Why Is Your Kitten Biting?
Ouch! Some gentle “hand-wrestling” with your kitten suddenly turned from playful to painful! What happened? Why is your kitten biting so hard? The good news is, your kitten is still a kitten, and this is a very common issue. The bad news is, her bites kind of hurt!
Well, make sure you’re bandaged up and settled in, because we’re going to take a look at common causes of kittens biting. Just as important, we’ll cover some techniques for how to discourage and even prevent this behavior.
At every turn, kittens are learning about their world, mostly by playing with whatever piques their interest. When you see them bat, chase, pounce and even bite, you’re actually seeing early versions of their hunter instincts. It’s adorable and fascinating to watch, and even more fun to participate! Except for the biting.
Playing with a kitten is clearly a win-win scenario, but it’s best to avoid using your hands or feet as toys. Otherwise, the kitten may accidentally learn that biting human skin is an acceptable behavior. And two years down the road, as you can imagine, an adult cat could easily leave more of a mark.
Instead of hands and feet, try store-bought or homemade toys you can dangle in front of your kitten or drag along the floor. Moving objects like these are perfect for playtime, and they help kittens learn acceptable ways to use their teeth and claws.
MOLDING YOUNG MINDS
If you’ve raised a kitten or are currently raising one, you know they can be mischievous, which includes the occasional ambush. But what if her adorable attack comes with a bite?
In this case, a buildup of energy may be the reason why your kitten is biting. Try increasing playtime to keep her busy with desirable behaviors. This early one-on-one interaction is really the best opportunity to teach your growing kitten what is acceptable play and what is not.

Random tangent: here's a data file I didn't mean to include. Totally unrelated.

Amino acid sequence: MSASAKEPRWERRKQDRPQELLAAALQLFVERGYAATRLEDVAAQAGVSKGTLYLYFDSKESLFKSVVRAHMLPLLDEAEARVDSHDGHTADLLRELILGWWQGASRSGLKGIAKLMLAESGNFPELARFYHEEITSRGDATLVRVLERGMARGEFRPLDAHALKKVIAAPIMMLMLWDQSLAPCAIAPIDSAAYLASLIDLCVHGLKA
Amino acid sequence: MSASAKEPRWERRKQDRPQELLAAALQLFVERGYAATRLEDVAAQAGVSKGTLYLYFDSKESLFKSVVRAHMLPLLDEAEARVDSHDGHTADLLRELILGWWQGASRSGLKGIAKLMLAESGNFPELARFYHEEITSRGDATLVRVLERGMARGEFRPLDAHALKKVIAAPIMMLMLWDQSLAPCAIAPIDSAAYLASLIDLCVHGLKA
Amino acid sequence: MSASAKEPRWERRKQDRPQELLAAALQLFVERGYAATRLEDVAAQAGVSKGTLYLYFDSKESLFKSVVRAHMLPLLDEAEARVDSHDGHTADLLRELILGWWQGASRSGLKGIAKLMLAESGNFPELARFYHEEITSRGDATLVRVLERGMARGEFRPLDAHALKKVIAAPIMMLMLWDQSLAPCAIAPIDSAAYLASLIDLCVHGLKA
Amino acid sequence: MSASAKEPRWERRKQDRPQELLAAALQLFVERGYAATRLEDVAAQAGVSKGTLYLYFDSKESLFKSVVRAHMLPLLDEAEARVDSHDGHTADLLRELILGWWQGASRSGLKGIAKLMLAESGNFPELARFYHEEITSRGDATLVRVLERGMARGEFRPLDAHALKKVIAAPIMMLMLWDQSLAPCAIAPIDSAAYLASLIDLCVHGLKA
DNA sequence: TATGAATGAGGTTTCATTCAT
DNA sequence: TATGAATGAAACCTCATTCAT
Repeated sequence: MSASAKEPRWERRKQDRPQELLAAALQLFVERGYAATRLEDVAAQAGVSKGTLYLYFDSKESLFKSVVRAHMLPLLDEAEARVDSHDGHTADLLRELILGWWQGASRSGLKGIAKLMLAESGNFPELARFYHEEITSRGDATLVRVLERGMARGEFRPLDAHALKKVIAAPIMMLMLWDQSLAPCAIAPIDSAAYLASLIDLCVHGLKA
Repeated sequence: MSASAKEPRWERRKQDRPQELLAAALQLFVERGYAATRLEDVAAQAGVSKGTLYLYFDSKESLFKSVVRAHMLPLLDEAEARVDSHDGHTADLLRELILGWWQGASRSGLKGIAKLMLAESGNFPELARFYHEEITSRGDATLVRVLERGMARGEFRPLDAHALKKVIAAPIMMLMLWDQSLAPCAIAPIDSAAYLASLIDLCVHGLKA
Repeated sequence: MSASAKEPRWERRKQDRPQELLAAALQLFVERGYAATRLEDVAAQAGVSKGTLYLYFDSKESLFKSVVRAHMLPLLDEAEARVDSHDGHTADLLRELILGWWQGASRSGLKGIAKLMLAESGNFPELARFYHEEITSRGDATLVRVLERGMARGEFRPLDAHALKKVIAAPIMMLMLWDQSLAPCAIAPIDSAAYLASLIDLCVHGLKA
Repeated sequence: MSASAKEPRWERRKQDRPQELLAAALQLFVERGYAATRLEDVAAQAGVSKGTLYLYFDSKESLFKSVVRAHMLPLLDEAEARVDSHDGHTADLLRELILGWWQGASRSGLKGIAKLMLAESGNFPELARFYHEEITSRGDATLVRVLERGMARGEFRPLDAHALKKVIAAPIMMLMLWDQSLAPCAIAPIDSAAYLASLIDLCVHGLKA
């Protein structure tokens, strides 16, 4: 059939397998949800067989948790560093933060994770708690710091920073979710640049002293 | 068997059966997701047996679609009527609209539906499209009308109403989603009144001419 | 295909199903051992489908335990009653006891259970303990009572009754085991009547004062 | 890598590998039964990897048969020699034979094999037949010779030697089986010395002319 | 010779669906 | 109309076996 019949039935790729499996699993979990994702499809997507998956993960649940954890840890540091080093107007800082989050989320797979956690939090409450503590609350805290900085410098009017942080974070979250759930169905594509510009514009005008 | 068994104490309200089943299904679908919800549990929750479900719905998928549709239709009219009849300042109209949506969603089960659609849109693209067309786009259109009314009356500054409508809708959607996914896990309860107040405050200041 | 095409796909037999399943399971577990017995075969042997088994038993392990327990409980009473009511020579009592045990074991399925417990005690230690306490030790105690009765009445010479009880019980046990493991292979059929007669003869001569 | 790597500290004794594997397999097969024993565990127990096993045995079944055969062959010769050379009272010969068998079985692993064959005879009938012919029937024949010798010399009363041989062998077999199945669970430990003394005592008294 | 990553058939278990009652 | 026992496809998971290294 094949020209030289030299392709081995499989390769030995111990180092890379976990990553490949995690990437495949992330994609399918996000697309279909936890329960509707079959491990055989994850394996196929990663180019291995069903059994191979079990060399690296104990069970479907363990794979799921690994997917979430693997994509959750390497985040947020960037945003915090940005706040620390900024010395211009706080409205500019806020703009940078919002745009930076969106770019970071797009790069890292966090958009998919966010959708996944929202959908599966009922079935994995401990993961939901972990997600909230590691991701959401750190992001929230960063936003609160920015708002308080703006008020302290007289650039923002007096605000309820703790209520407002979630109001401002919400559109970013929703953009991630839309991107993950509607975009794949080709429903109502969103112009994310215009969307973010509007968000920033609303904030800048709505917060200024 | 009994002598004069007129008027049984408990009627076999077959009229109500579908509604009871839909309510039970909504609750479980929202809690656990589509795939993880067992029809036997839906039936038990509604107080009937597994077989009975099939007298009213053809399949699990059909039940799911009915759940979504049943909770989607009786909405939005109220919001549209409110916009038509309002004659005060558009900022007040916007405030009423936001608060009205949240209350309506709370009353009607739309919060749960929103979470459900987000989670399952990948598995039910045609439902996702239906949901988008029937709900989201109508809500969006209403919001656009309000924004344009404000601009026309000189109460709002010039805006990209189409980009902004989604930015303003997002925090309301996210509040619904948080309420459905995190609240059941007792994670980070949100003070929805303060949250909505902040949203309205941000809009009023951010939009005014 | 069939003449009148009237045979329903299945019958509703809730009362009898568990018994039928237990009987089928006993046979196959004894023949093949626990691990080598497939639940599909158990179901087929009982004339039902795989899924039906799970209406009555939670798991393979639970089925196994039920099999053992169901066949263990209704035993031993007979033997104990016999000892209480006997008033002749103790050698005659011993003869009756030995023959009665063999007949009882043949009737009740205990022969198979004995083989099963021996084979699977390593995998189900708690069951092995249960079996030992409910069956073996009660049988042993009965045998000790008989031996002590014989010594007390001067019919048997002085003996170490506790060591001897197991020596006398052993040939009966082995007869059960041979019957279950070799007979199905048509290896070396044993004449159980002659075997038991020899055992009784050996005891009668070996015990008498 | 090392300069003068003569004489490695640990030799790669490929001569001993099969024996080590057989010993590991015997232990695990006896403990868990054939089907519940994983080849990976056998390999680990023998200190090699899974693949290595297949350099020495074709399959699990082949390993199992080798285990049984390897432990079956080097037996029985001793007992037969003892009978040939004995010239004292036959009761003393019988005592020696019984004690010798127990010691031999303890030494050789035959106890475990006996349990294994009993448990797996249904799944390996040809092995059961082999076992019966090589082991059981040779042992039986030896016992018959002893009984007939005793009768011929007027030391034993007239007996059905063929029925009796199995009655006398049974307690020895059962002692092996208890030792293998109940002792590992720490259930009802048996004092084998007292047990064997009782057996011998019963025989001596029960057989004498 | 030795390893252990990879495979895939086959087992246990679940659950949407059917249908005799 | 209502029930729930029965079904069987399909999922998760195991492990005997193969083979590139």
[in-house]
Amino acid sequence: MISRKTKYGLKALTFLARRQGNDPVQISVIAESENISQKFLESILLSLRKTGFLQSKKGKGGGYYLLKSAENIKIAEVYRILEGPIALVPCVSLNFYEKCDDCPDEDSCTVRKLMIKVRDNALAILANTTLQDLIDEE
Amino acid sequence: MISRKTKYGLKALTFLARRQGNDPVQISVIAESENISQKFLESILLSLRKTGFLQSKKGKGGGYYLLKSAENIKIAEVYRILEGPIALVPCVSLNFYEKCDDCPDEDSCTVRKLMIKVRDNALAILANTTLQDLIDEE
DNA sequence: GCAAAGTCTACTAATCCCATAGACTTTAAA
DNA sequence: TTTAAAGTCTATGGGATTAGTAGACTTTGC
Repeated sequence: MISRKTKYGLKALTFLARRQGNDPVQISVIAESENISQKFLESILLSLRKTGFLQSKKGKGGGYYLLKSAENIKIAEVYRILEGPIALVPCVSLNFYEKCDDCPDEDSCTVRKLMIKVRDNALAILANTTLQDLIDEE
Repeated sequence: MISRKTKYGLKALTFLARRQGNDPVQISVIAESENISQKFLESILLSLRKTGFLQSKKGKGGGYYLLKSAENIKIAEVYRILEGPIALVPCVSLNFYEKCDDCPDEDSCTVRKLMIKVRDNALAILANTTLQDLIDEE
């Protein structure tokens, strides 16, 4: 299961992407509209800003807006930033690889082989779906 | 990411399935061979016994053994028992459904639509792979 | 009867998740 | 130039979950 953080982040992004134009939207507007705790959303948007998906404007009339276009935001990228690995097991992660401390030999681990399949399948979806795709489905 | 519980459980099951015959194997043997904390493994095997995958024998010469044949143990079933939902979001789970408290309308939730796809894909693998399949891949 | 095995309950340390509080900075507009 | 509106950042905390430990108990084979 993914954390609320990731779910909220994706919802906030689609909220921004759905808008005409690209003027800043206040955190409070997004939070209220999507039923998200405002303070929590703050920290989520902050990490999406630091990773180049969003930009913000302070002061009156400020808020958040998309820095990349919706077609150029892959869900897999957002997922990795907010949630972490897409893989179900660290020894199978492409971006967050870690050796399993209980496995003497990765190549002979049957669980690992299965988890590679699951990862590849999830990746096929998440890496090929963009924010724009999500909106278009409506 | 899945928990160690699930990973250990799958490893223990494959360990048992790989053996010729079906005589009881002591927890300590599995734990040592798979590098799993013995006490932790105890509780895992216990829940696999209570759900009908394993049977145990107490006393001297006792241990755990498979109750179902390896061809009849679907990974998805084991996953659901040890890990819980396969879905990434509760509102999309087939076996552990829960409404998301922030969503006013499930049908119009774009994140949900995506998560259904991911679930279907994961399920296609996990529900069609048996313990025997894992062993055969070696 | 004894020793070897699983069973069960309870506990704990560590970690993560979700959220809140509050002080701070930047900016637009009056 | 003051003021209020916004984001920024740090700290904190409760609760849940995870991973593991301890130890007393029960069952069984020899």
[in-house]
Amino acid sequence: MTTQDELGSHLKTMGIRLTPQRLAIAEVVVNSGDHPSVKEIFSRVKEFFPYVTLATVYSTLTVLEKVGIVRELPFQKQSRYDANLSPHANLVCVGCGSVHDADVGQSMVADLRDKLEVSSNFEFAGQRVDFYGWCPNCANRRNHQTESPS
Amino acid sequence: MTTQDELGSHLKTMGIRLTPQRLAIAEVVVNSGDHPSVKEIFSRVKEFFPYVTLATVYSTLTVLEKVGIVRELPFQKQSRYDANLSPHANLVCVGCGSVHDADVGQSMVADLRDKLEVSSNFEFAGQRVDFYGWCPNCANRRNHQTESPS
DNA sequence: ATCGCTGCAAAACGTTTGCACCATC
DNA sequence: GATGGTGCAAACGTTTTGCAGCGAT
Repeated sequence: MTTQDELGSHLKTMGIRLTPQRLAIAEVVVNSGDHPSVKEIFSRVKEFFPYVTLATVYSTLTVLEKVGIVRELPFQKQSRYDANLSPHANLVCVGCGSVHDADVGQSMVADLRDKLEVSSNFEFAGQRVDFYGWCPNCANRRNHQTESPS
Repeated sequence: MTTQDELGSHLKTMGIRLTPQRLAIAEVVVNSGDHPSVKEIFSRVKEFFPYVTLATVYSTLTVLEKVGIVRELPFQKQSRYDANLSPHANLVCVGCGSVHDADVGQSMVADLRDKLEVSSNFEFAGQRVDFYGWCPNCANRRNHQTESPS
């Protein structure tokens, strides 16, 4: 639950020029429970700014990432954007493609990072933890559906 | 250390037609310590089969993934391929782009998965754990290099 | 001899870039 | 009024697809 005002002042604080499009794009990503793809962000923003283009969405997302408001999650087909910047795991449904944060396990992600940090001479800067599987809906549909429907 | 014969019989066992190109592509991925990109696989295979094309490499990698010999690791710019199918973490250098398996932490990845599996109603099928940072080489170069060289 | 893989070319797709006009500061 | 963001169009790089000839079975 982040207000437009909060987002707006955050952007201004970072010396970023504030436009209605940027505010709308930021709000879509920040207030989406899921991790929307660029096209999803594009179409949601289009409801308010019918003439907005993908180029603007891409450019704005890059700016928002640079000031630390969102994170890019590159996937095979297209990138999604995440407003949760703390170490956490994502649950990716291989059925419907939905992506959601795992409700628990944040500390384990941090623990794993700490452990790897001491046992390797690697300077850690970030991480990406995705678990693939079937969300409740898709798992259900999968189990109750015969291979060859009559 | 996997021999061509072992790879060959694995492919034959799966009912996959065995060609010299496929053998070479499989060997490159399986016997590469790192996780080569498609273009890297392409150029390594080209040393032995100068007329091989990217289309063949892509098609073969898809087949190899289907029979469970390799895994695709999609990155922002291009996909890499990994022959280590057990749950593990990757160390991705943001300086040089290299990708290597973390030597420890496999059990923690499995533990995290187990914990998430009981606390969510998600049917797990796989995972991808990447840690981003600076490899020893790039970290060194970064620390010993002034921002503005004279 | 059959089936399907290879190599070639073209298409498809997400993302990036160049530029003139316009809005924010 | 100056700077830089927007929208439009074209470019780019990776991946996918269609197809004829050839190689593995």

Another tip: If you’re planning on adopting a kitten, consider bringing home one or two more. Kittens naturally learn how to control their teeth and claws as they bite and scratch (and ambush) each other.
And finally, if additional playtime and playmates simply aren’t possible, interactive items like puzzle toys and bouncy door hangers are good alternatives.
Cat experts often talk about the risk of petting cats until they are “overstimulated,” or beyond the point of enjoyment. Coming from a kitten, it’s just another example of early, instinctive communication. So your kitten’s bite may simply be her way of saying, “Okay! Enough!”
Before the bite, look for signs that she’s feeling irritated. It may be tail twitching, restlessness, dilated pupils or ear flicking. If you see any of these, take it as a cue to slowly move your hand away and give your kitten room to regain her composure.
TALK TO THE DOC
We say it often on Catipedia, but no two cats are the same, which also applies to kittens. If you have questions or concerns about your kitten’s biting behaviors, talk to your veterinarian. He or she can help determine what might be causing the behavior.
In fact, your kitten may be biting because she isn’t feeling well, which is another great reason to ask your veterinarian. Look for any other signs of illness in your kitten, such as loss of appetite, unusually low energy, or sickly-looking eyes. A prominent nictitating membrane (the third eyelid) can be a sign of illness.
So why is your kitten biting? She may need more appropriate toys to play with, more playtime, less petting or a visit with your veterinarian. Whatever the cause, it’s most likely something that you can address by taking simple steps to make sure she’s happy, healthy and learning acceptable play behaviors. Just remember: Your kitten is a great cat in the making, and you can make it happen.
Track your kitten’s adorable antics as she develops with “Decoding Kitten Behavior.”
- Arden D. Kittens 101, “Vital Play.” 2015 Annual, Vol. 18: 88–93.
- Case L. The Cat: Its Behavior, Nutrition & Health. 2003: 177.
- Moore A. The Cat Behavior Answer Book. 2007: 90–2.
- Pollard M. The Encyclopedia of the Cat. 2005 46–7.
- Shojai A. The Purina Encyclopedia of Cat Care. 1998: 249–50.